It first hit showroom floors in 2014 to replace the Land Rover Freelander. Underneath, the Discovery Sport is mechanically similar to its Evoque sister car, but the Disco Sport firmly prioritises practicality over style. A heavily updated version of the Discovery Sport rolled into our lives in 2019 and brought with it a more modern interior, and these will make up most of the models you find at Motorpoint.

No, not all… but most. Discovery Sport models have five seats as standard, but most buyers ticked the £1,000 ‘5+2’ seating option from new, meaning most cars you’ll find in stock at Motorpoint do indeed have 7 seats. It’s worth noting that the Discovery Sport’s third row of seats are quite small, so won’t suit adults for long journeys.

While it might look huge in photos, the Discovery Sport is actually classed as a compact SUV. It’s a smidge under 4.6m long, so about 30cm shorter than the ‘full-fat’ Discovery, which is a much more expensive car. You won’t find the Discovery Sport a nightmare to park – it’s easy to see out of, and higher-spec models come with 360-degree cameras that really help with neat and tidy parking.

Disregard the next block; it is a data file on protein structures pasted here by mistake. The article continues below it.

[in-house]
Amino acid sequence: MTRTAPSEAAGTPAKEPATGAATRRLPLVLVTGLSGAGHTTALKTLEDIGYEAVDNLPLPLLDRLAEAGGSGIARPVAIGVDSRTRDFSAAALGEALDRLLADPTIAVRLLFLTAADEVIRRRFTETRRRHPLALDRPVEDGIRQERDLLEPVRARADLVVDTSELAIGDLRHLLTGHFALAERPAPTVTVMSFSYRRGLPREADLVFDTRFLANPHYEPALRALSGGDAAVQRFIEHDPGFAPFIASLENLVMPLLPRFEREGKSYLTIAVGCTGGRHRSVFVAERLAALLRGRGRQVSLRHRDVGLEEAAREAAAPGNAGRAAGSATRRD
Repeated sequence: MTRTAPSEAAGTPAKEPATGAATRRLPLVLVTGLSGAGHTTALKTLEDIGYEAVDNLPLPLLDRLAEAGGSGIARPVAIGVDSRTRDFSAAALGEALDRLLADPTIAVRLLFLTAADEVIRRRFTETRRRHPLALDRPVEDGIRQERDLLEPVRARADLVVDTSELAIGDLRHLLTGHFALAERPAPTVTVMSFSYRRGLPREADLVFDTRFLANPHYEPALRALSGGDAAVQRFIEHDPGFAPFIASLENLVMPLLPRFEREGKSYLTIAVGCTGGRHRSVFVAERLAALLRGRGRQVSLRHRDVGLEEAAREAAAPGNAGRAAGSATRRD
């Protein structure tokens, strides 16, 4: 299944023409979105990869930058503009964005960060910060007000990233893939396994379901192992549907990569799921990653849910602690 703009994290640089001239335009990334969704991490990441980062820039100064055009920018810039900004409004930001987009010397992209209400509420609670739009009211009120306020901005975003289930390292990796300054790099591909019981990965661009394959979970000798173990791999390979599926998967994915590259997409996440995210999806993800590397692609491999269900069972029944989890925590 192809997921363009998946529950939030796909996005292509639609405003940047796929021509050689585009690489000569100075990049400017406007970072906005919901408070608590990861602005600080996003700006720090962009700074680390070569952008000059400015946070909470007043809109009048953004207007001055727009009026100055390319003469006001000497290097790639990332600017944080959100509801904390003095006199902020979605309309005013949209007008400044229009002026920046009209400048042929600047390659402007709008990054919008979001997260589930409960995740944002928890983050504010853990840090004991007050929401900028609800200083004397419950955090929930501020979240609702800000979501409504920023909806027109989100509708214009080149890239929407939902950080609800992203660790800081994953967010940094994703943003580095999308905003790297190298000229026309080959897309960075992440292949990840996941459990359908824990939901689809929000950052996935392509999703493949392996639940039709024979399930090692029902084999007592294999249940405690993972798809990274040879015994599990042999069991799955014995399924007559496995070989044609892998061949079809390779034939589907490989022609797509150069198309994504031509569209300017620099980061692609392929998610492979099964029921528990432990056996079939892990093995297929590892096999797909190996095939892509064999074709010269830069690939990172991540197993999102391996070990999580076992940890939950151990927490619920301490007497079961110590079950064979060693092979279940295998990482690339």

The Discovery Sport engine range includes a range of diesel and petrol engines, plus a plug-in hybrid version. Most versions are four-wheel-drive, but keep an eye out for ‘FWD’ in the car name – these are front-wheel-drive only, and you tend to only find these on the less powerful versions of the car.

Land Rover as a brand has improved its position in more recent reliability surveys, but the Discovery Sport doesn't tend to score very well as a model. Nevertheless, it's been on sale for several years now, so more recent models will have had most of the biggest issues ironed out.

Adding an extended warranty is a great way to protect yourself from unexpected repair costs should something fail.